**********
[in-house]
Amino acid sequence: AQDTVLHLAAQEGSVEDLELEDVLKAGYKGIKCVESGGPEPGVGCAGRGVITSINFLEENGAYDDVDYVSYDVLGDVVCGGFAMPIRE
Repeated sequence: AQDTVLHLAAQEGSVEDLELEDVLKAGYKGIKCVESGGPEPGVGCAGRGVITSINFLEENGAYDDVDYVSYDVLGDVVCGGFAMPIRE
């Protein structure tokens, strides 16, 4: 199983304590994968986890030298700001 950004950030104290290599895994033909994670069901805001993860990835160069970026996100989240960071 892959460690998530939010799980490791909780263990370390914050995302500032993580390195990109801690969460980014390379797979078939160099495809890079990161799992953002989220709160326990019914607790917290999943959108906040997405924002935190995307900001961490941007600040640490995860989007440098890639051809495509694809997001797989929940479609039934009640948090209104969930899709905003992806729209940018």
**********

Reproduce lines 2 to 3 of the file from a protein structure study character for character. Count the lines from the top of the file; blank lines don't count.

Amino acid sequence: AQDTVLHLAAQEGSVEDLELEDVLKAGYKGIKCVESGGPEPGVGCAGRGVITSINFLEENGAYDDVDYVSYDVLGDVVCGGFAMPIRE
Repeated sequence: AQDTVLHLAAQEGSVEDLELEDVLKAGYKGIKCVESGGPEPGVGCAGRGVITSINFLEENGAYDDVDYVSYDVLGDVVCGGFAMPIRE